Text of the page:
Celtic Tattoos

Celtic mythology and culture pre-dates the strong Christian authorities that eventually overtook the Celtic nations of Ireland, Scotland, Brittany, Cornwall, Isle of Man and Wales. These were the nations where Celtic languages were spoken and where the culture developed over hundreds of years, eventually absorbing the Christian influence. The ancient culture of the Celts is rich in artistic tradition and storied mythology.

The most common Celtic images are taken from the Book of Kells, an illuminated manuscript of the four gospels of the New Testament. The manuscripts are ornately decorated with intricate knots, intersecting and interlacing in an endless loop to demonstrate the eternity of God. The knots are often designed into a cross shape, emphasizing the influence of Christianity.

The Triquertra is a trinity knot with three intersections creating a trefoil knot, a triangular shape. A circle, representing eternity, is sometimes added to the symbol. Its origins are uncertain and so it remains an important knot in both early Irish Christianity and the pagan pantheon.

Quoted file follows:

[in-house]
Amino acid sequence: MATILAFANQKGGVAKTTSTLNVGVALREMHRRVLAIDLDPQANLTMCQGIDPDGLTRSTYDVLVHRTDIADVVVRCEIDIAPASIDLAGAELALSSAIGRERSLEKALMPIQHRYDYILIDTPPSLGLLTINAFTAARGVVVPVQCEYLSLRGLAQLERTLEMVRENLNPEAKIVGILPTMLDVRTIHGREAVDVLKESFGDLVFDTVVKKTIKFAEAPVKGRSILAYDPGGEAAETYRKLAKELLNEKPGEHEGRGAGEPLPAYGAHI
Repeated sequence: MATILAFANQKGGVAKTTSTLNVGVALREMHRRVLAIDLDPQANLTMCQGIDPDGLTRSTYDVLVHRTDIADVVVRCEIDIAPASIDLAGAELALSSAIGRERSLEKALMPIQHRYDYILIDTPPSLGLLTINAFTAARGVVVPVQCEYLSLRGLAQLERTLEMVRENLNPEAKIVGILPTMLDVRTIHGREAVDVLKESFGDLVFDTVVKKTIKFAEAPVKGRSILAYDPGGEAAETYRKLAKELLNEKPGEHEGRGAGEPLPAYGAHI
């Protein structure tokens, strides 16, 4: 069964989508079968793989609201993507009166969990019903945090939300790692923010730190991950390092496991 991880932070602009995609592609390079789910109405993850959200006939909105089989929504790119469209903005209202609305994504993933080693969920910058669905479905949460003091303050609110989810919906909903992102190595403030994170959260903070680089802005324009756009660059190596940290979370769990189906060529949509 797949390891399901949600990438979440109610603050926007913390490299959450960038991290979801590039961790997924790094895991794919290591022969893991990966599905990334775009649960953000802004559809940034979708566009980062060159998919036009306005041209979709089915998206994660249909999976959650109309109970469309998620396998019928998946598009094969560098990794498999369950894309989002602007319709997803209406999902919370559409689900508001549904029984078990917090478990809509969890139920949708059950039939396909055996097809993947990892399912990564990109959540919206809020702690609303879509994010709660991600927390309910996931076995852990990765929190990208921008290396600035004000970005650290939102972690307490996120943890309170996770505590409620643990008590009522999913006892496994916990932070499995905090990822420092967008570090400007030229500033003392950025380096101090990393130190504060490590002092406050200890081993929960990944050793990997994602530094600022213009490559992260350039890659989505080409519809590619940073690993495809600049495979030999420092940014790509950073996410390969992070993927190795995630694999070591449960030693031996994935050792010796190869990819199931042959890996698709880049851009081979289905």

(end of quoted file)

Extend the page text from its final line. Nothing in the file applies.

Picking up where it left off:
In Celtic, or Irish, mythology, Dagda is the primary god, significant to the pantheon as a father-figure. He carries a club of immense killing power and is illustrated as both strong and clever. He is paired with the goddess Morrigan who is associated with fate and premonitory powers. She appears as a beautiful young woman but can shapeshift into many animal forms.

Brighid and Boann are two other Celtic goddesses who are associated with the beauty and power of nature.

The Celtic wheel is another symbol of Celtic mythology, often carried by the god of thunder Taranis. The wheel is an iconic Celtic image that was used to imprint on coins and art forms. It is a representation of the sun and so the passage of time. It is associated with the Wheel of the Year, a pagan calendar used to mark the seasons of the year.

The Claddagh is also a symbol of Irish and Celtic heritage, named after the village from where the symbol originated. Two hands fit together to hold a heart topped with a crown. It is a symbol of love and friendship that has been used commonly as an Irish wedding ring.